O.K., here's possibly the best photo gallery I've ever recommended checking out. Seriously.
TheDailyBeast.com has run an article about British photographer Mike Stimpson, who recreates famous photographs using Legos. He's modeled his work on that of classic photographers Alfred Eisenstadt, W. Eugene Smith, Robert Capa, Eddie Adams and more. And he really nails his concept — his work is brilliant.
I shot the Pilot Pen tennis tournament in New Haven, Conn., today. I covered only four matches, but was glad to work out some rust with the US Open just around the corner.
Today's shoot gave me a chance to test my in-tournament work flow with Adobe Lightroom and the gallery software for my upcoming new website, ProTennisPhotos.net. The goal is to be able to get a day's shoot edited and to upload selects to the online catalog by the end of the same evening.
It was also good to see a few photographers I know, including Bob Child, a recently retired Associated Press staffer who was a professional friend of my uncle Bob Dixon in the 1970s; Ron Waite, whose book Perfect Tennis is apparently selling great; and Michael Baz, the first full-time freelance tennis photographer I ever met, at my second tournament assignment ever, at Pinehurst, N.C., in 1996.
I'm a little dehydrated, but all told, today was a good day.
I'm a little late on this topic; to be honest, I forgot to post this a few weeks ago. But I still feel it's interesting, so I'll still post it anyway.
The website MyNorthwest.com published a gallery of photos from the total solar eclipse of July 22. The collection has a nice variety, including images of cityscapes, public gatherings and the eclipse itself.
(My favorite, FYI, is the photograph of the man swimming in the Golden Temple pond with the eclipse in the background. Great image.)
I stopped by the USTA Billie Jean King National Tennis Center in Queens, N.Y., today to start getting ready to shoot the 2009 US Open tennis tournament. And a weird thing happened: I actually got excited about being there.
I've shot the tournament every year since 1996, so you'd think I'd be getting used to it, hardened to it. However, the US Open is still one of my favorite assignments of the year. I got into tennis photography because I thought I'd like it, I stayed with it because I loved to do it, and I'm a little thrilled that I'm still poised to enjoy my work while there.
The main draw doesn't start until next Monday, but I'm ready to go....
FOX News recently posted a photo essay of sonic booms.
How can a photo capture a noise? When an object breaks the sound barrier, a cloud of water vapor briefly forms. Or, as FOX puts it, "The visual effect is created by moisture trapped between crests in a sound wave." A precisely-timed shutter release can freeze that cloud on film (or, er, digital sensor).
The essay includes photos of planes, rockets and nuclear bombs at their sound-breaking moments — all visually fascinating.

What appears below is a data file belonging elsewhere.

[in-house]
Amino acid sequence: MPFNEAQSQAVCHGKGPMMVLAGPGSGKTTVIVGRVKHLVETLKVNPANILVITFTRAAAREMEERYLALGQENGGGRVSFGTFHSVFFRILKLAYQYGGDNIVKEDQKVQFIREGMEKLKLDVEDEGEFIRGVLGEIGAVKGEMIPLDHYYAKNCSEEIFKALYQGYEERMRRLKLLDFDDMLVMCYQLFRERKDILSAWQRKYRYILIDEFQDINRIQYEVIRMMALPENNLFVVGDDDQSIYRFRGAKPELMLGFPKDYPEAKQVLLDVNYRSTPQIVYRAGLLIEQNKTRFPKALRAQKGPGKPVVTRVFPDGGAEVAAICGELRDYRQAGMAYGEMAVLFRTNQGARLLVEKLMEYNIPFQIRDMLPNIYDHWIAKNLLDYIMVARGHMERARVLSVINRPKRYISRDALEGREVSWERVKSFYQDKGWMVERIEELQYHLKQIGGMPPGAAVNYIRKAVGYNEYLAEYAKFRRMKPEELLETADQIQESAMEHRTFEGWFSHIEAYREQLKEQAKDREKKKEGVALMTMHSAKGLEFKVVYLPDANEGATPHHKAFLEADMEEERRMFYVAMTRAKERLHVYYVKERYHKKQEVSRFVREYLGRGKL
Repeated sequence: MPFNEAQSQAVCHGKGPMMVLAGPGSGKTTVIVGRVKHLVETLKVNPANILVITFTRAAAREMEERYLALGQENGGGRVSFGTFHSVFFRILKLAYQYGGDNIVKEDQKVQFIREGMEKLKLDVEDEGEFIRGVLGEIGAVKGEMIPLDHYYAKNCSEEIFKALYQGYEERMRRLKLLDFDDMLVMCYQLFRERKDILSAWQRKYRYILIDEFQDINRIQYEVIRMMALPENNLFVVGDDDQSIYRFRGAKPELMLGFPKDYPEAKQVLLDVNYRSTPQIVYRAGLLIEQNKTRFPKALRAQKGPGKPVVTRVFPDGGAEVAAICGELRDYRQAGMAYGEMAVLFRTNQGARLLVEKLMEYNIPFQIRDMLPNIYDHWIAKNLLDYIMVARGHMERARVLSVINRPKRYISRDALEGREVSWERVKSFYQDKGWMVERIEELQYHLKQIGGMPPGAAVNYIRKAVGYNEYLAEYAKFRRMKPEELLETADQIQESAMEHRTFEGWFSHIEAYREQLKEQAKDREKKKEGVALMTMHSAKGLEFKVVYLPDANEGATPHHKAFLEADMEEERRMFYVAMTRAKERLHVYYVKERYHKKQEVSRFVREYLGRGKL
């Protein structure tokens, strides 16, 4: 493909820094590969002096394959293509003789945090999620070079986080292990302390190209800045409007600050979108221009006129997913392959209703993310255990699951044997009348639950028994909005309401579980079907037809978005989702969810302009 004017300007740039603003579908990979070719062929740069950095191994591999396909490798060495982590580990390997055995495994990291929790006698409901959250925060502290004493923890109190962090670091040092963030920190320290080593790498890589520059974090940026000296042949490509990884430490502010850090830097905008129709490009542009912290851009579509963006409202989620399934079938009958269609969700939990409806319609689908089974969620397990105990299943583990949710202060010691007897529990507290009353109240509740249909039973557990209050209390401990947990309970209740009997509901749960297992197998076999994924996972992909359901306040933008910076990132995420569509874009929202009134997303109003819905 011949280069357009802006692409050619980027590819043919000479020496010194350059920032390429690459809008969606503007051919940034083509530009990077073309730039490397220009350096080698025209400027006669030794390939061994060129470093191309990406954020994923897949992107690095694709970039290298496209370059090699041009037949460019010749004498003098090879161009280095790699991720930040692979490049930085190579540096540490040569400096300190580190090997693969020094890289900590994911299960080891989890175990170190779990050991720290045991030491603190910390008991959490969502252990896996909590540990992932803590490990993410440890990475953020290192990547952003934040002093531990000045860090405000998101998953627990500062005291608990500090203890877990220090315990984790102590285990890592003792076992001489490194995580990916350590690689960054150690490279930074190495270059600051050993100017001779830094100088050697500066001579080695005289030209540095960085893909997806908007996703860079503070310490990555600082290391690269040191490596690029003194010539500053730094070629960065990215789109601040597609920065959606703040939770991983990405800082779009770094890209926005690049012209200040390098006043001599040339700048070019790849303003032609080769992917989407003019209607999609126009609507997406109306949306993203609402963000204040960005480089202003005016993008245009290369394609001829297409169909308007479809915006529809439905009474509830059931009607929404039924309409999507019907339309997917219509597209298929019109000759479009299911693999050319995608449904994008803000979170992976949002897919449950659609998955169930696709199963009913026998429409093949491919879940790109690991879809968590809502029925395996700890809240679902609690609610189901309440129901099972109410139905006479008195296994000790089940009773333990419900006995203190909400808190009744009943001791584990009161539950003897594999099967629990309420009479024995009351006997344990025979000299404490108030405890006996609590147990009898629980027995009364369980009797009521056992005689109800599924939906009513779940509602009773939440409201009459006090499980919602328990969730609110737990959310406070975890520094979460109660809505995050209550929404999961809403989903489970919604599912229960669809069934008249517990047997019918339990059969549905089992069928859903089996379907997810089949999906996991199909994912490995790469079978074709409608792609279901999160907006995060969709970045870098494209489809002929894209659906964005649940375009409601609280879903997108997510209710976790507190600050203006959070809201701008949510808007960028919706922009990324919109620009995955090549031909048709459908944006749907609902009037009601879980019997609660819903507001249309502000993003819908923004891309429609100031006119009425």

Courtesy of the Urlesque blog comes a great photograph.
The site has a running collection of images wherein someone (usually drunk) ruins a photo by stepping into the background, or making faces, or so on. But this "photobomber" (as they call it) is one of a different species — literally.
As the story goes, a couple on vacation in Canada found a nice mountain-lake scene and wanted to get a picture of themselves sitting by the water. With no one else around to trip the shutter, they instead relied on a remote trigger.
But as the camera's autofocus motor whirred and the shutter clicked a couple times, a curious squirrel approached to take a look.
This fits into the super-cool-gadget category: I recently discovered the existence of a diving mask equipped with a built-in camera, allowing for hands-free underwater photography.
The product is made by a company called Liquid Image (great name). It comes in four models: low-res photo, high-res photo, low-res video and HD video. The company also makes attachment lights and filters to correct for underwater color aberrations.
At an image size that maxes out at 5 megapixels, these cameras are not likely a good fit for professional or high-quality photography. But they're a way-cool idea that I'd love to test out some day.
Just a quick note to announce that several of my photos have been published in the July and September issues of USTA Magazine, a supplement to Tennis magazine.
One set of photos was published along with an article I wrote, "A Quick Way In," which examines the success of the USTA's QuickStart tennis program through the lens of a single event in Fairfield, Conn.
The second set of photos is comprised of images of recreational tennis activities taking place at the USTA Billie Jean King National Tennis Center in New York City. While not hosting the annual US Open tennis tournament, the center is run by the USTA as a public tennis facility.
The annual Perseid meteor shower is at its peak as of early this morning, offering nighttime photographers a near-certain opportunity to photograph shooting stars. In fact, the only potential obstacle to seeing the show is a curtain of cloudy weather.
The meteor shower — which lights the skies with up to 25 visible shooting stars an hour — is created every August when Earth moves through a cloud of debris left by Comet Swift-Tuttle.
CNN.com has run a video feature about a photographer trying to save a small island nation.
Shuichi Endo has embarked on an ambitious project to produce 10,000 photographs of Tavalu, a country of nine islands in the South Pacific Ocean. Through this endeavor, he hopes to raises global awareness of Tavalu's tribulation: It's sinking into rising sea levels. Increased flooding is already damaging homes and ruining crops, and the whole country could one day be literally washed off the face of the earth.